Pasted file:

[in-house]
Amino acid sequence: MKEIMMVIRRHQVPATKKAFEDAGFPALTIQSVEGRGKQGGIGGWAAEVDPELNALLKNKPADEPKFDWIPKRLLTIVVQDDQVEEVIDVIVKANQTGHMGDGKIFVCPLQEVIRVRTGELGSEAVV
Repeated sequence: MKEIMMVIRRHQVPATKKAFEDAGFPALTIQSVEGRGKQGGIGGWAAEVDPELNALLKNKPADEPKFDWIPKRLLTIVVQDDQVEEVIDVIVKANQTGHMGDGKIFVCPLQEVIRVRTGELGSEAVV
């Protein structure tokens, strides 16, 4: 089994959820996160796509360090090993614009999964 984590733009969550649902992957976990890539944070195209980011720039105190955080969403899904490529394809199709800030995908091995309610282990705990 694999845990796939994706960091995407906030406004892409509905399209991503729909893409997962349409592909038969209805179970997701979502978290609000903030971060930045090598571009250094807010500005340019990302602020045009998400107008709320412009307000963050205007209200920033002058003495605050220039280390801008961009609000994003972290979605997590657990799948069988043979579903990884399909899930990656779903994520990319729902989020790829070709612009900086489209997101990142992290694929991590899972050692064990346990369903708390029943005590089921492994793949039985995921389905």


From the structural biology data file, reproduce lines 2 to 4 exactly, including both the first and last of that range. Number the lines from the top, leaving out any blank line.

Amino acid sequence: MKEIMMVIRRHQVPATKKAFEDAGFPALTIQSVEGRGKQGGIGGWAAEVDPELNALLKNKPADEPKFDWIPKRLLTIVVQDDQVEEVIDVIVKANQTGHMGDGKIFVCPLQEVIRVRTGELGSEAVV
Repeated sequence: MKEIMMVIRRHQVPATKKAFEDAGFPALTIQSVEGRGKQGGIGGWAAEVDPELNALLKNKPADEPKFDWIPKRLLTIVVQDDQVEEVIDVIVKANQTGHMGDGKIFVCPLQEVIRVRTGELGSEAVV
């Protein structure tokens, strides 16, 4: 089994959820996160796509360090090993614009999964 984590733009969550649902992957976990890539944070195209980011720039105190955080969403899904490529394809199709800030995908091995309610282990705990 694999845990796939994706960091995407906030406004892409509905399209991503729909893409997962349409592909038969209805179970997701979502978290609000903030971060930045090598571009250094807010500005340019990302602020045009998400107008709320412009307000963050205007209200920033002058003495605050220039280390801008961009609000994003972290979605997590657990799948069988043979579903990884399909899930990656779903994520990319729902989020790829070709612009900086489209997101990142992290694929991590899972050692064990346990369903708390029943005590089921492994793949039985995921389905």